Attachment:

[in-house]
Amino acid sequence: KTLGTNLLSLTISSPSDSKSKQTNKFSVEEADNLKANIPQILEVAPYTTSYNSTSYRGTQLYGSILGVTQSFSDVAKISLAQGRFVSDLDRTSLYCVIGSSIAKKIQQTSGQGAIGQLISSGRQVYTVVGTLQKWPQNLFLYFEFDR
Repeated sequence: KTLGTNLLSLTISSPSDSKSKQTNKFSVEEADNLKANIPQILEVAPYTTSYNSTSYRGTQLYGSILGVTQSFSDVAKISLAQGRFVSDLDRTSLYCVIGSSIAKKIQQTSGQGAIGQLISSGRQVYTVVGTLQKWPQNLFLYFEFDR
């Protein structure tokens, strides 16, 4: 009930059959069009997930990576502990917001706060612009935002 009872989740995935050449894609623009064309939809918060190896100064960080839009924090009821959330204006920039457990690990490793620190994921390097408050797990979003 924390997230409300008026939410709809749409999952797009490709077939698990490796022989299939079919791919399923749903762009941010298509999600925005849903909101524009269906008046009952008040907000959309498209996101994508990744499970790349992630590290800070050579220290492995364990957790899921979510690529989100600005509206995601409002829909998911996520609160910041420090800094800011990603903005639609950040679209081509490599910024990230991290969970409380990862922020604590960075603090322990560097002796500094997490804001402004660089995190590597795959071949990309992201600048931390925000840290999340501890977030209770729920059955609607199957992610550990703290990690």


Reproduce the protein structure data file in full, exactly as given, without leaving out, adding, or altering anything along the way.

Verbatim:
[in-house]
Amino acid sequence: KTLGTNLLSLTISSPSDSKSKQTNKFSVEEADNLKANIPQILEVAPYTTSYNSTSYRGTQLYGSILGVTQSFSDVAKISLAQGRFVSDLDRTSLYCVIGSSIAKKIQQTSGQGAIGQLISSGRQVYTVVGTLQKWPQNLFLYFEFDR
Repeated sequence: KTLGTNLLSLTISSPSDSKSKQTNKFSVEEADNLKANIPQILEVAPYTTSYNSTSYRGTQLYGSILGVTQSFSDVAKISLAQGRFVSDLDRTSLYCVIGSSIAKKIQQTSGQGAIGQLISSGRQVYTVVGTLQKWPQNLFLYFEFDR
């Protein structure tokens, strides 16, 4: 009930059959069009997930990576502990917001706060612009935002 009872989740995935050449894609623009064309939809918060190896100064960080839009924090009821959330204006920039457990690990490793620190994921390097408050797990979003 924390997230409300008026939410709809749409999952797009490709077939698990490796022989299939079919791919399923749903762009941010298509999600925005849903909101524009269906008046009952008040907000959309498209996101994508990744499970790349992630590290800070050579220290492995364990957790899921979510690529989100600005509206995601409002829909998911996520609160910041420090800094800011990603903005639609950040679209081509490599910024990230991290969970409380990862922020604590960075603090322990560097002796500094997490804001402004660089995190590597795959071949990309992201600048931390925000840290999340501890977030209770729920059955609607199957992610550990703290990690």